27 June 2008 | michael-beckerman
While Milos Forman's Amadeus has garnered its fair share of awards, Jaromir Jires' biopic about Janacek, The Lion With the White Mane, remains in almost complete obscurity. It in no way deserves such a fate. Let's get one thing out of the way first: composer biopics are a motley lot, and one should never expect perfect historical veracity, if such a thing even existed.
Here are the strong points of the film.
1. Filed gloriously on location. Because of slow pace of change under Communism, this film, made in the middle 1980's could be filmed in all cases in the original locations (these are scenes taking place from the mid-1850's until the late 1920's). Janacek's house still exists behind his organ school, and locations are extraordinary. There are one or two particularly lush scenes of the Moravian countryside which may be counted as love poems from the director to the region.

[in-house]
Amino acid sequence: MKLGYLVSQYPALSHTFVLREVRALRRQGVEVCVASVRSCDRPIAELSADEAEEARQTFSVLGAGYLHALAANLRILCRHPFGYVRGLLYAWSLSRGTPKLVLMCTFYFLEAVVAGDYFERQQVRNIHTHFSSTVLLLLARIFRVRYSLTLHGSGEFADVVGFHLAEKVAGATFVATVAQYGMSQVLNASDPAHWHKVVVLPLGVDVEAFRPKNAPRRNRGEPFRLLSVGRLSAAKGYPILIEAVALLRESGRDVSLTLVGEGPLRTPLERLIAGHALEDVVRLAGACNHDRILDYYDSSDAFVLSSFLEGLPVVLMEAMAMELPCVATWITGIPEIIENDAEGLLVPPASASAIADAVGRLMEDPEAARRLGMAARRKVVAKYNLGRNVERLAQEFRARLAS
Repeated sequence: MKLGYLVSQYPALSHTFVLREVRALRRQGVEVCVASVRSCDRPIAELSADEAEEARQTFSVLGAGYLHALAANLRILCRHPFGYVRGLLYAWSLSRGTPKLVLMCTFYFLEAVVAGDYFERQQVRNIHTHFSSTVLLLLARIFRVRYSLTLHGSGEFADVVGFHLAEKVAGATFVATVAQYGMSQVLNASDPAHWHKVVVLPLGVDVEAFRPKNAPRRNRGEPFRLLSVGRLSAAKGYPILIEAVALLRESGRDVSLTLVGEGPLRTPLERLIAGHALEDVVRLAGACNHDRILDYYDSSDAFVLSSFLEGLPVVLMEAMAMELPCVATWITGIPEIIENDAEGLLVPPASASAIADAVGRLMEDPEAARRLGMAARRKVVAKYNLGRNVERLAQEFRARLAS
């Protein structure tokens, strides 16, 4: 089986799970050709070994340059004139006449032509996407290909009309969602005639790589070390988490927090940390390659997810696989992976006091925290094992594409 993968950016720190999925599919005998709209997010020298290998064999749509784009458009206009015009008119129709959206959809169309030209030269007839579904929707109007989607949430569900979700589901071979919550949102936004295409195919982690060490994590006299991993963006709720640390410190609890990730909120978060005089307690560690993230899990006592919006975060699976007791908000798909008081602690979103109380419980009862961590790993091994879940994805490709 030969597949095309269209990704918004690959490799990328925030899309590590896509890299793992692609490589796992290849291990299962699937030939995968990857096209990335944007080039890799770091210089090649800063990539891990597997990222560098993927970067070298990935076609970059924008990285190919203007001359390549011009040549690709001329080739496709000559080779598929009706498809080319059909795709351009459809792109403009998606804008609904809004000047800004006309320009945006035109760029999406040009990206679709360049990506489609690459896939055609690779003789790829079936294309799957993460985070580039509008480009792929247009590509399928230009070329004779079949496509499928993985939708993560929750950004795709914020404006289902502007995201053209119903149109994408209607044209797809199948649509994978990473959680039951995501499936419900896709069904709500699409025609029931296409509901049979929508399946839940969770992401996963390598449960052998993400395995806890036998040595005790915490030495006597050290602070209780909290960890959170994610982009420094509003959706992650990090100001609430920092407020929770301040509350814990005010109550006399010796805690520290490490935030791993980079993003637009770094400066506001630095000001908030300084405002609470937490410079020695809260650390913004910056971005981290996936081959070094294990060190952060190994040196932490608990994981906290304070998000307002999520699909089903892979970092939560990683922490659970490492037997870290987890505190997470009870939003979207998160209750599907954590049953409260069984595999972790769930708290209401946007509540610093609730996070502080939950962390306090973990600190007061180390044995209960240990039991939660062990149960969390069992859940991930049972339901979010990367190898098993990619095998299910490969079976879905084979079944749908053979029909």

2. There are wonderful performances of Janacek's music, including some wonderfully staged scenes from Jenufa.
3. The director has created several of what I call "cinepoems," that is, visuals "set" to preexistent music.
4. There are some wonderful performances.
I hope that readers get a chance to see this movie.